Members of the Adat Shalom Confirmation Class of 1965 surround a photograph of the actual ceremony. From left: Ronna Katzman, Andi Kahn Wolfe, Sarita Lash Bagdade, Sharon Moss Lebovic, Doris Rubenstein, Barbara Levine Wool and Cookie Farber Markowitz. Not pictured: Ava Goldberg.
Members of the Adat Shalom Confirmation Class of 1965 surround a photograph of the actual ceremony. From left: Ronna Katzman, Andi Kahn Wolfe, Sarita Lash Bagdade, Sharon Moss Lebovic, Doris Rubenstein, Barbara Levine Wool and Cookie Farber Markowitz. Not pictured: Ava Goldberg.

Discussion at the lunch ranged from favorite teachers like Rhoda Thatch and Rabbi Jacob Segal, to subjects of study like the 8 Steps on the Ladder of Charity.

Some of them started studying at Adas Shalom Religious School in 1955, according to an article in the Jewish News archives. Others joined the group when it was time to prepare for confirmation in 1965.

Regardless of how long they’d been together at the synagogue on Curtis at Stoepel in Detroit, the bonds forged back then were sweet and strong enough to bring seven together — and one by Zoom — for a reunion luncheon Aug. 4 in Bloomfield Township.

Andi Kahn Wolfe was one of those confirmands, and she hosted the luncheon for her old friends and classmates at her home, filled with Jewish art from around the world. The group was organized by Doris Rubenstein, now of Minneapolis.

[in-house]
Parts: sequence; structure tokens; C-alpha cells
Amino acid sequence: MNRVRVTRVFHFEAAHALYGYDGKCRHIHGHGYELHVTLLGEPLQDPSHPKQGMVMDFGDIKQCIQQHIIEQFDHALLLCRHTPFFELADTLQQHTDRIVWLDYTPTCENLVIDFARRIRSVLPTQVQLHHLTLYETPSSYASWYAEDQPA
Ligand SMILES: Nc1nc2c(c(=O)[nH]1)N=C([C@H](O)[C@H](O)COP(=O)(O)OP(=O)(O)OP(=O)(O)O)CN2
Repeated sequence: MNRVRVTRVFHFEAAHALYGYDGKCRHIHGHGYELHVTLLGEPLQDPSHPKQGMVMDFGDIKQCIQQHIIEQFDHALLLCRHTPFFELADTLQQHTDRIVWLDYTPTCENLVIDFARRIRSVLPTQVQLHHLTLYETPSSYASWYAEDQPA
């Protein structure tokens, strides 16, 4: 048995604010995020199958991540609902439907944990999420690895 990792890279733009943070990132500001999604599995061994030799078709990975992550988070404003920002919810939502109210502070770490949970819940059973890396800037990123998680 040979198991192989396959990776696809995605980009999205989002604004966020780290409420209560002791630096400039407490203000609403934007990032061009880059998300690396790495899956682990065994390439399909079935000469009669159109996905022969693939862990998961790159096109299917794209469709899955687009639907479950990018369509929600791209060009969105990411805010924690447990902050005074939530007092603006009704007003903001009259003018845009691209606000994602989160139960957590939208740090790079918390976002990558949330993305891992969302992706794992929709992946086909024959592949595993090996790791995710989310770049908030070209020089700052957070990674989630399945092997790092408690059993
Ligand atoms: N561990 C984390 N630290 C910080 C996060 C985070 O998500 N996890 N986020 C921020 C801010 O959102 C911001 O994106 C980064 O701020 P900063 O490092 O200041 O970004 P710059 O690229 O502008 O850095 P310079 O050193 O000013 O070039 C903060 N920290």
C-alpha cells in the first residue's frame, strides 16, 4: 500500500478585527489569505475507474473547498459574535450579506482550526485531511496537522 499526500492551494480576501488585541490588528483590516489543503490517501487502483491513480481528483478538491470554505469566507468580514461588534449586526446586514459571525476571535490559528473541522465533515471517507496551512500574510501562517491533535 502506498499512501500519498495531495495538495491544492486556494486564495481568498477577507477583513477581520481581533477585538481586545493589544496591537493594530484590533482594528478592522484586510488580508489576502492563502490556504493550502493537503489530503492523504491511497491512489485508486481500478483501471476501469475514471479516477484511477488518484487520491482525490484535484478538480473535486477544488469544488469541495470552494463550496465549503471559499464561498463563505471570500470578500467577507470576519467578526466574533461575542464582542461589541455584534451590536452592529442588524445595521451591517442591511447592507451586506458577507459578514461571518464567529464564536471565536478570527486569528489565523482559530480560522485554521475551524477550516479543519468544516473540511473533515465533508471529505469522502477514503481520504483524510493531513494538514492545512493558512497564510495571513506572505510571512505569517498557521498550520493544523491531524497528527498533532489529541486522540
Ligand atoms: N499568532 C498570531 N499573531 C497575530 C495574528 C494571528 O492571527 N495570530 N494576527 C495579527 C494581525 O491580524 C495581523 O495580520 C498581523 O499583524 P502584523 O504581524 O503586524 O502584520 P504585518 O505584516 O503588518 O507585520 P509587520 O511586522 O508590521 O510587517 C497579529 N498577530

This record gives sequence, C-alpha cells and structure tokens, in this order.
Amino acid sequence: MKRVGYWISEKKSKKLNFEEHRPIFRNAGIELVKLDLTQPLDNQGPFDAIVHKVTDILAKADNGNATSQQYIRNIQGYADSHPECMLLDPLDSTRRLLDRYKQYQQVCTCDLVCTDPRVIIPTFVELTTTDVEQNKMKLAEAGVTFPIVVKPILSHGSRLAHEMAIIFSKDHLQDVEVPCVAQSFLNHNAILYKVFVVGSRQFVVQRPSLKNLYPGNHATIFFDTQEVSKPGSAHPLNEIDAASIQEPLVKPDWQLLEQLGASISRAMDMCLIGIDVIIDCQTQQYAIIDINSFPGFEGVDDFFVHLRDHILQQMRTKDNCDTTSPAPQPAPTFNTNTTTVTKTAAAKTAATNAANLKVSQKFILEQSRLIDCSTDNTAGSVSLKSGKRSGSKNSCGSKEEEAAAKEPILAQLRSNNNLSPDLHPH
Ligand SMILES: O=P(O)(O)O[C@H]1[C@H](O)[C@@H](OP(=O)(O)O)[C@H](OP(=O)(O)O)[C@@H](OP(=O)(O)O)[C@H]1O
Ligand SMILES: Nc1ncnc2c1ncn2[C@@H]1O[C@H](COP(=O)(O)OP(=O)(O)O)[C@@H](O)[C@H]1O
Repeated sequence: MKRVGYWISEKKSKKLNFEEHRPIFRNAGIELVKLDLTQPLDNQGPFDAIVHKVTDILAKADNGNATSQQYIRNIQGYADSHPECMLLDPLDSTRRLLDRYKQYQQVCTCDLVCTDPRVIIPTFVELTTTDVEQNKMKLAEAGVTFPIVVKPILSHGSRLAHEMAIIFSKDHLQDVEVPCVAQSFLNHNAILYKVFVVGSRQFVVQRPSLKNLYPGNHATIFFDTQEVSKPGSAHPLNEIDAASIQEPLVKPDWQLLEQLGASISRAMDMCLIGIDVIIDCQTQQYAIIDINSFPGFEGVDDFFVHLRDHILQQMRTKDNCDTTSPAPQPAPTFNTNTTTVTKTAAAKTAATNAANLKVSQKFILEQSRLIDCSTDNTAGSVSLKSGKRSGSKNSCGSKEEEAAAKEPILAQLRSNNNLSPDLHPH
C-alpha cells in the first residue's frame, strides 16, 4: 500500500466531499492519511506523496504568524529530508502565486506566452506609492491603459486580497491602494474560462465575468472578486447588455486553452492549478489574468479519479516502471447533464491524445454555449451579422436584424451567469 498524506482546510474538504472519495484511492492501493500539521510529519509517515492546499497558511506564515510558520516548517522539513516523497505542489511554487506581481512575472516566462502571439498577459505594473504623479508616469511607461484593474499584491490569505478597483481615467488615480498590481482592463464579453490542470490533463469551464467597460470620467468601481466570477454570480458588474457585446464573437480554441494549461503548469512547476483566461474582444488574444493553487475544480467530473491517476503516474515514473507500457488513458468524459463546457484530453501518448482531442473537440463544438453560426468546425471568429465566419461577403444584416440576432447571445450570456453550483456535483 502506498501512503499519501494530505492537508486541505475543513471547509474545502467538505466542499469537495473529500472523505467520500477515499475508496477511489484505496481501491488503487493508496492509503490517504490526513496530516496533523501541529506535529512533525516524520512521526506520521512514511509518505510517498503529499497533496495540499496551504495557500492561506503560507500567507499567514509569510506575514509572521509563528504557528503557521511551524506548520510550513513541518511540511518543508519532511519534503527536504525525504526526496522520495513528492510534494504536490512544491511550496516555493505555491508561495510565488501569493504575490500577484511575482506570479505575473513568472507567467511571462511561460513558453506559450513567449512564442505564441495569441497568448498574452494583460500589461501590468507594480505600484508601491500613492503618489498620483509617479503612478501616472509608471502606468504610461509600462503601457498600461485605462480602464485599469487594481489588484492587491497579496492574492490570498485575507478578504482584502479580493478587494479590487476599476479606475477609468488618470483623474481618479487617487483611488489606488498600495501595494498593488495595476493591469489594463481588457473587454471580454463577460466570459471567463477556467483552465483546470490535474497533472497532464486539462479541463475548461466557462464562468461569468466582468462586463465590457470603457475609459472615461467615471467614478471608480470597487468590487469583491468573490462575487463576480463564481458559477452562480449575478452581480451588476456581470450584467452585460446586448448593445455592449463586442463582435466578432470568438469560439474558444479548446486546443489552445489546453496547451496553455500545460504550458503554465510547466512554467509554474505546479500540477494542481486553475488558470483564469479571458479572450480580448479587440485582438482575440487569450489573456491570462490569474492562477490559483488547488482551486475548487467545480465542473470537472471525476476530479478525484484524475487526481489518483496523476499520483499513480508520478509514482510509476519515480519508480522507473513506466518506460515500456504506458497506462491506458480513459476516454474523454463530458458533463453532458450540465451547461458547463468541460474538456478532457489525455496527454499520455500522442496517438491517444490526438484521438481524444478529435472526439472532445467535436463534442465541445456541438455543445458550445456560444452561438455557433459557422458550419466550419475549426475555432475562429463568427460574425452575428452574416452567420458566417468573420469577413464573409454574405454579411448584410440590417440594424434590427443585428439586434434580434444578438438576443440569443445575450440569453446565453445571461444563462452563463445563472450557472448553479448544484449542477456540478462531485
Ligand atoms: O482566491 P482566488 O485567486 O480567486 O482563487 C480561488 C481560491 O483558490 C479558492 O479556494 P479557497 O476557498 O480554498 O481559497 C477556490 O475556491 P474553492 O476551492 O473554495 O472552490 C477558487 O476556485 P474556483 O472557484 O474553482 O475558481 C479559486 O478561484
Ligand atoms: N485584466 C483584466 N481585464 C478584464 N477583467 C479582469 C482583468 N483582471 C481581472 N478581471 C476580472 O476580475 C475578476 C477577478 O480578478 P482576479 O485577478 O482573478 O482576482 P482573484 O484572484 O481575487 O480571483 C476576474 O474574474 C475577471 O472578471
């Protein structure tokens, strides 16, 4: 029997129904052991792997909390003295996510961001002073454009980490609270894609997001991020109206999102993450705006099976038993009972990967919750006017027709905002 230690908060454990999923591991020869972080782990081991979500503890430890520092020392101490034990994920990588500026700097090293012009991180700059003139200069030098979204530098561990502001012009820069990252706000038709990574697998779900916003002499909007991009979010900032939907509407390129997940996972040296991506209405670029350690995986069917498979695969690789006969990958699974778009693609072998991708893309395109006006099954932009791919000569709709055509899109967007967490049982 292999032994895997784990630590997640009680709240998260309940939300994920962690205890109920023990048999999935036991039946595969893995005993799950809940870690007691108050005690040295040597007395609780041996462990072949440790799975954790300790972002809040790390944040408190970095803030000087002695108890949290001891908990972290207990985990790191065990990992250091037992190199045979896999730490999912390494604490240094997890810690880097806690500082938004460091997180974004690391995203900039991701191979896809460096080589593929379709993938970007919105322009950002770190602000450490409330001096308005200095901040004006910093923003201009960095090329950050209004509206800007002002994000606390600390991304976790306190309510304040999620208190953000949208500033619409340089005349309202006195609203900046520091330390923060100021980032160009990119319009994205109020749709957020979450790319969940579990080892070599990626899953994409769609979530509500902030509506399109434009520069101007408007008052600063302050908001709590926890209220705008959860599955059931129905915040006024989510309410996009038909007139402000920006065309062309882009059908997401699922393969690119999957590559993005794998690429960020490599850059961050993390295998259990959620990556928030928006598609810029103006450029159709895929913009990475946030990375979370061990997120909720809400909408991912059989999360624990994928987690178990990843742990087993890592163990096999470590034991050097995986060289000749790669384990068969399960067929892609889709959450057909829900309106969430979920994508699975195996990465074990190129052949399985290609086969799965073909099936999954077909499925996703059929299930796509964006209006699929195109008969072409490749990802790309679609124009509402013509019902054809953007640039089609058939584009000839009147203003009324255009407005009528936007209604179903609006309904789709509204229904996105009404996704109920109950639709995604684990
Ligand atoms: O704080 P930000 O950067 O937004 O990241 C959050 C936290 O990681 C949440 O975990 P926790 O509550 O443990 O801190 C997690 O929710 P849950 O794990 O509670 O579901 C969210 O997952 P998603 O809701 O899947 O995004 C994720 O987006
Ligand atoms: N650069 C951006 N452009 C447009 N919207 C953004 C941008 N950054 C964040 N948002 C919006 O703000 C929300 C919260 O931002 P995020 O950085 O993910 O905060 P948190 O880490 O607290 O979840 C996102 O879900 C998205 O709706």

Discussion at the lunch ranged from favorite teachers like Rhoda Thatch and Rabbi Jacob Segal, to subjects of study like the 8 Steps on the Ladder of Charity. 

Laughs abounded when memories arose regarding the confirmation ceremony itself. Doris Rubenstein and Cookie Farber Markowitz had unknowingly competed for the same solo song as part of the ceremony’s cantata, “Torah, America and Human Rights” written by Rabbi Segal. Others were glad that they didn’t get a solo! Still, the group sang parts of those songs and recalled the beautiful music in the processional and recessional.

The group had one other reunion over the years. Only a few are still members of Adat Shalom, but all who attended are engaged in synagogue life, a legacy of their confirmation experience. 

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